We are now back online, so here’s the news from a few days ago.
Goa, India. Goa was once the seat of power in this part of India. It was heavily saturated with Catholic missionaries including the Franciscan, Dominican and Jesuit orders.
For those familiar with the politics and stature of these powerful religious communities, you might rightfully suspect that having them all competing for souls in a relatively compact space might not end well. You would be right.
In what today is Old Goa, there are no inhabitants, but lots of churches and religious houses. In the early 19th century, the Portuguese had a general backlash against the power and wealth of the Catholic Church and did their own reformation. The town of Goa was also suffering from the nearby river silting up, so the whole government operation and its inhabitants moved to nearby Panaji, the seat of government now of the state of Goa, and where we are actually staying.
However, old Goa remains a vibrant tourist and pilgrim destination for several reasons. All of India was fertile ground for those 16th century missionaries. Combine that with the Inquisition, and you understand why 20% of Goa is currently Catholic.
The major edifice in Old Goa is the Basilica de Bom Jesus, which was consecrated in 1605 and houses the remains of Goa’s patron saint, Francis Xavier. He died in 1552 in China, but his incorruptible body (meaning it had not decayed) was returned to Goa a year later. He personally converted nearly 30,000 people, so he was one very busy Jesuit. His relics are always on the display, but every ten years, his full remains are shown, inciting a huge wave of religious fervor among the faithful. (Nothing like not decaying to have one declared a saint.)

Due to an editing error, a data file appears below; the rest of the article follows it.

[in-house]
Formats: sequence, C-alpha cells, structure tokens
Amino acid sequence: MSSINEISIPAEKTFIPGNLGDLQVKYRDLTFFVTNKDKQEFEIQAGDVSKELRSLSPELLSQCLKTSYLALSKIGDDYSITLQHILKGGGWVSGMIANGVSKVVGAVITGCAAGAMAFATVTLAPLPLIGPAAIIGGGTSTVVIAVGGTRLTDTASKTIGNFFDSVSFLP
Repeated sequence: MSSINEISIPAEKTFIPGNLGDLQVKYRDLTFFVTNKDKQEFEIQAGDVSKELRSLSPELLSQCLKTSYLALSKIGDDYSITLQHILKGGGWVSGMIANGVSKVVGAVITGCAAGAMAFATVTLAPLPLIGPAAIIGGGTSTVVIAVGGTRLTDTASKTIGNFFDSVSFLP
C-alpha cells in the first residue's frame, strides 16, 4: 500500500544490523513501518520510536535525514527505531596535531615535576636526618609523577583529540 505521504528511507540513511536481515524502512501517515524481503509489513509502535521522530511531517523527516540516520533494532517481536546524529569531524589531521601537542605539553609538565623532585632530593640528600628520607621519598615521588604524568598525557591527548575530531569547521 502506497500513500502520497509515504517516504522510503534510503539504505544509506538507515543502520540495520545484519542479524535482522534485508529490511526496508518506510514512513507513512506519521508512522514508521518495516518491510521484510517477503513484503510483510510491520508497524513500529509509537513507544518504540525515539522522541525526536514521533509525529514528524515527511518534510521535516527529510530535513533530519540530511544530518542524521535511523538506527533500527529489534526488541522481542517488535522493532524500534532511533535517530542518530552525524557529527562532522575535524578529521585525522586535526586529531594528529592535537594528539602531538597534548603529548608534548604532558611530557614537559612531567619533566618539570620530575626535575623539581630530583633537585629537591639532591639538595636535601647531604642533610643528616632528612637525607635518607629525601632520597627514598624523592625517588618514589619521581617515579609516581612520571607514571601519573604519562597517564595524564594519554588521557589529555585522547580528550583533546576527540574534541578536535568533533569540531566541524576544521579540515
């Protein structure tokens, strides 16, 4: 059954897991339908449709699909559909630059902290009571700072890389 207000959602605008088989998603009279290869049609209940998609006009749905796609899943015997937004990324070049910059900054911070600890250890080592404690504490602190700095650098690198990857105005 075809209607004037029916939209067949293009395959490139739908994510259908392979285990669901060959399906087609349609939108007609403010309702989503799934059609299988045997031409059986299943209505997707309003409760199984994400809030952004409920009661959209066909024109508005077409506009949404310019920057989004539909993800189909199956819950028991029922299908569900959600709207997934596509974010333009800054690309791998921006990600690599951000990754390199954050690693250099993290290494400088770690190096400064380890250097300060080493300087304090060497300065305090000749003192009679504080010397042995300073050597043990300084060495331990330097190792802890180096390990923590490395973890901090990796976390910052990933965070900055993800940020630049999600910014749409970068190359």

The Basilica itself is a wonderful Baroque confection. Marble was not available here, so the altar and pulpit etc. are made of wood which has been gilded. A very impressive effect.
Across the road is the competition, the Sé Catedral de Santa Catarina. St. Catherine is the patron saint of this massive church, intended by the Portuguese of the 16th century to be the largest in Asia. There are fifteen altars, and the baptistry was used by St. Francis. Xavier There is also a small church dedicated to St. Francis of Assisi on the grounds, and it’s hard to tell where one group began and the other ended.
Suffice it to say, this was a highly populated community of Catholic missionaries, who brought extraordinary passion and energy to their work – till the Portuguese authorities had had enough with the imbalance of power.
On a more material note, we went shopping today for new slacks for Don, and a new belt. He melted away a bit last week, after a fall spent working hard at his exercise regime, and he now has two new pairs of pants that don’t look like they are falling off of him. They are being shortened by our local tailor, just around the corner, and we are looking for an abandoned lot to built a funeral pyre for the old ones.
By the way, the leaving ceremony at our SwaSwarma retreat was quite something. Everyone from the manager to the chef, to the doctor and the therapist, along with the dining room staff came out to wish us well. I was content to just take the pictures, but these people are amazing and made us feel so special for our week there. Even though we had a four-hour drive ahead of us, the glow lingered on.